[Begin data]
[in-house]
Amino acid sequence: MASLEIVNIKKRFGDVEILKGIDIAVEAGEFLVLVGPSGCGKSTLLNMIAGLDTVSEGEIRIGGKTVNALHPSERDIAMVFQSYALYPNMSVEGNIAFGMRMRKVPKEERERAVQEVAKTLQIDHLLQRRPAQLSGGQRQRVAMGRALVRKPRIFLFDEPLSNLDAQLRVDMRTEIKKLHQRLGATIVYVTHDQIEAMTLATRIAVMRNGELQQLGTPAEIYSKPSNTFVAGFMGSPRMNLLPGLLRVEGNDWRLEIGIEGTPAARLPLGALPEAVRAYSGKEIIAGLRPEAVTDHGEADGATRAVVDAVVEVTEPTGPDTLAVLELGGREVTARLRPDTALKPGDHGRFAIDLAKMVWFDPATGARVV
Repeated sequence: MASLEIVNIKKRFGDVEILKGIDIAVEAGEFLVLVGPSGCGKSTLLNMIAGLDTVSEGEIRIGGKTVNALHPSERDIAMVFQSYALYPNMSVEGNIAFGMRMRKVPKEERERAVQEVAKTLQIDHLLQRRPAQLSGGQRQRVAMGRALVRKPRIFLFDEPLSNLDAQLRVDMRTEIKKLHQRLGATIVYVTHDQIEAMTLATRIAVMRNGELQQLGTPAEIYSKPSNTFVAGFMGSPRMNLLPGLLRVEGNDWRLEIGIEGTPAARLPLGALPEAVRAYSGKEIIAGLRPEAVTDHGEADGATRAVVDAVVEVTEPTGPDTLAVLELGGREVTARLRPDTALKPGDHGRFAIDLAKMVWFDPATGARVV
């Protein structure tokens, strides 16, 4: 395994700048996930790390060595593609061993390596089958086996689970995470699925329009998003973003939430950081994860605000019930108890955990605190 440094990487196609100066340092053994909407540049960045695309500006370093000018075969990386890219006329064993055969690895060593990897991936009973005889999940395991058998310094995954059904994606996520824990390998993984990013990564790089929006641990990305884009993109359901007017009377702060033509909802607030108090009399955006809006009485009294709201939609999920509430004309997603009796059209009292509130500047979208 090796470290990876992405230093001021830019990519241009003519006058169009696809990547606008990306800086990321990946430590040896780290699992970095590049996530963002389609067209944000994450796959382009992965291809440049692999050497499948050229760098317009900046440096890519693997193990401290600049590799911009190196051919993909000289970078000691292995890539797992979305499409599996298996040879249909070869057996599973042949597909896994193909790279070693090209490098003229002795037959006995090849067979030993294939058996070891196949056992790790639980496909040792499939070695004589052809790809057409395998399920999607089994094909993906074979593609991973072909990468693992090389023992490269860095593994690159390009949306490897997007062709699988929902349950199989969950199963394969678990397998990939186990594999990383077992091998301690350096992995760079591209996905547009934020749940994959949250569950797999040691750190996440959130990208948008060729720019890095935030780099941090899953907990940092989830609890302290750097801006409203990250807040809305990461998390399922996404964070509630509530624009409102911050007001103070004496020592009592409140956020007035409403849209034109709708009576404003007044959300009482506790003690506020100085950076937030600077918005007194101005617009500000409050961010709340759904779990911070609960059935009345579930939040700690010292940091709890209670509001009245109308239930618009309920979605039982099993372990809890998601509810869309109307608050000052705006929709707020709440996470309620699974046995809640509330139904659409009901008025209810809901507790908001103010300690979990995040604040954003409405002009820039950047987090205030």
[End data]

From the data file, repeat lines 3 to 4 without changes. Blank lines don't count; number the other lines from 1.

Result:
Repeated sequence: MASLEIVNIKKRFGDVEILKGIDIAVEAGEFLVLVGPSGCGKSTLLNMIAGLDTVSEGEIRIGGKTVNALHPSERDIAMVFQSYALYPNMSVEGNIAFGMRMRKVPKEERERAVQEVAKTLQIDHLLQRRPAQLSGGQRQRVAMGRALVRKPRIFLFDEPLSNLDAQLRVDMRTEIKKLHQRLGATIVYVTHDQIEAMTLATRIAVMRNGELQQLGTPAEIYSKPSNTFVAGFMGSPRMNLLPGLLRVEGNDWRLEIGIEGTPAARLPLGALPEAVRAYSGKEIIAGLRPEAVTDHGEADGATRAVVDAVVEVTEPTGPDTLAVLELGGREVTARLRPDTALKPGDHGRFAIDLAKMVWFDPATGARVV
């Protein structure tokens, strides 16, 4: 395994700048996930790390060595593609061993390596089958086996689970995470699925329009998003973003939430950081994860605000019930108890955990605190 440094990487196609100066340092053994909407540049960045695309500006370093000018075969990386890219006329064993055969690895060593990897991936009973005889999940395991058998310094995954059904994606996520824990390998993984990013990564790089929006641990990305884009993109359901007017009377702060033509909802607030108090009399955006809006009485009294709201939609999920509430004309997603009796059209009292509130500047979208 090796470290990876992405230093001021830019990519241009003519006058169009696809990547606008990306800086990321990946430590040896780290699992970095590049996530963002389609067209944000994450796959382009992965291809440049692999050497499948050229760098317009900046440096890519693997193990401290600049590799911009190196051919993909000289970078000691292995890539797992979305499409599996298996040879249909070869057996599973042949597909896994193909790279070693090209490098003229002795037959006995090849067979030993294939058996070891196949056992790790639980496909040792499939070695004589052809790809057409395998399920999607089994094909993906074979593609991973072909990468693992090389023992490269860095593994690159390009949306490897997007062709699988929902349950199989969950199963394969678990397998990939186990594999990383077992091998301690350096992995760079591209996905547009934020749940994959949250569950797999040691750190996440959130990208948008060729720019890095935030780099941090899953907990940092989830609890302290750097801006409203990250807040809305990461998390399922996404964070509630509530624009409102911050007001103070004496020592009592409140956020007035409403849209034109709708009576404003007044959300009482506790003690506020100085950076937030600077918005007194101005617009500000409050961010709340759904779990911070609960059935009345579930939040700690010292940091709890209670509001009245109308239930618009309920979605039982099993372990809890998601509810869309109307608050000052705006929709707020709440996470309620699974046995809640509330139904659409009901008025209810809901507790908001103010300690979990995040604040954003409405002009820039950047987090205030």